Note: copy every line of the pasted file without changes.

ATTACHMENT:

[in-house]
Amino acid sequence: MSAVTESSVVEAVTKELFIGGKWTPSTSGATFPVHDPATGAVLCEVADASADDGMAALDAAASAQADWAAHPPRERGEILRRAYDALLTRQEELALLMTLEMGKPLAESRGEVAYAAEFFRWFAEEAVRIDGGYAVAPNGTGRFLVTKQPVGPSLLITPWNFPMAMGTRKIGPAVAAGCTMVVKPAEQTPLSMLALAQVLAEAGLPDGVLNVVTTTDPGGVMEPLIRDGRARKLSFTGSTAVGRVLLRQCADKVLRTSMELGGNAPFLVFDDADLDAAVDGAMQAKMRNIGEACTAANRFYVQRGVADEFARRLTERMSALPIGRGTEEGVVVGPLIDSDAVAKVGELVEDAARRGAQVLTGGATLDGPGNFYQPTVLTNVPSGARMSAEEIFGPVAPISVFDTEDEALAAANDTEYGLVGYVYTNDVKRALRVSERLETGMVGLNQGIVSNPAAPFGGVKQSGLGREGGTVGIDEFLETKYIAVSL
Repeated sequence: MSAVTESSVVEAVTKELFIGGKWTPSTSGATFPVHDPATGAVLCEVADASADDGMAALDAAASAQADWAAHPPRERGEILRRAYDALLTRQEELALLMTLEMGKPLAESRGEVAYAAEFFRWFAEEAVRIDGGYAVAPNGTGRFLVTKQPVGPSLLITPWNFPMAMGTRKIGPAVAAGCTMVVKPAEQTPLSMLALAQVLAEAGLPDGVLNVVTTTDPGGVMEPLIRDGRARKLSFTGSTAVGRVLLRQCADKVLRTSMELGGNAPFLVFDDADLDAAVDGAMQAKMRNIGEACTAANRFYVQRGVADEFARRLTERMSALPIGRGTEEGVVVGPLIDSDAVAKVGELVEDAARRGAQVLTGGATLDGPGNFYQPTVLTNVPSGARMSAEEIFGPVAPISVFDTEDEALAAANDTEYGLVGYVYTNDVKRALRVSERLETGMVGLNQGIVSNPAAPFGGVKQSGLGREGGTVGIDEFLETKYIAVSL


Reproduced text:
[in-house]
Amino acid sequence: MSAVTESSVVEAVTKELFIGGKWTPSTSGATFPVHDPATGAVLCEVADASADDGMAALDAAASAQADWAAHPPRERGEILRRAYDALLTRQEELALLMTLEMGKPLAESRGEVAYAAEFFRWFAEEAVRIDGGYAVAPNGTGRFLVTKQPVGPSLLITPWNFPMAMGTRKIGPAVAAGCTMVVKPAEQTPLSMLALAQVLAEAGLPDGVLNVVTTTDPGGVMEPLIRDGRARKLSFTGSTAVGRVLLRQCADKVLRTSMELGGNAPFLVFDDADLDAAVDGAMQAKMRNIGEACTAANRFYVQRGVADEFARRLTERMSALPIGRGTEEGVVVGPLIDSDAVAKVGELVEDAARRGAQVLTGGATLDGPGNFYQPTVLTNVPSGARMSAEEIFGPVAPISVFDTEDEALAAANDTEYGLVGYVYTNDVKRALRVSERLETGMVGLNQGIVSNPAAPFGGVKQSGLGREGGTVGIDEFLETKYIAVSL
Repeated sequence: MSAVTESSVVEAVTKELFIGGKWTPSTSGATFPVHDPATGAVLCEVADASADDGMAALDAAASAQADWAAHPPRERGEILRRAYDALLTRQEELALLMTLEMGKPLAESRGEVAYAAEFFRWFAEEAVRIDGGYAVAPNGTGRFLVTKQPVGPSLLITPWNFPMAMGTRKIGPAVAAGCTMVVKPAEQTPLSMLALAQVLAEAGLPDGVLNVVTTTDPGGVMEPLIRDGRARKLSFTGSTAVGRVLLRQCADKVLRTSMELGGNAPFLVFDDADLDAAVDGAMQAKMRNIGEACTAANRFYVQRGVADEFARRLTERMSALPIGRGTEEGVVVGPLIDSDAVAKVGELVEDAARRGAQVLTGGATLDGPGNFYQPTVLTNVPSGARMSAEEIFGPVAPISVFDTEDEALAAANDTEYGLVGYVYTNDVKRALRVSERLETGMVGLNQGIVSNPAAPFGGVKQSGLGREGGTVGIDEFLETKYIAVSL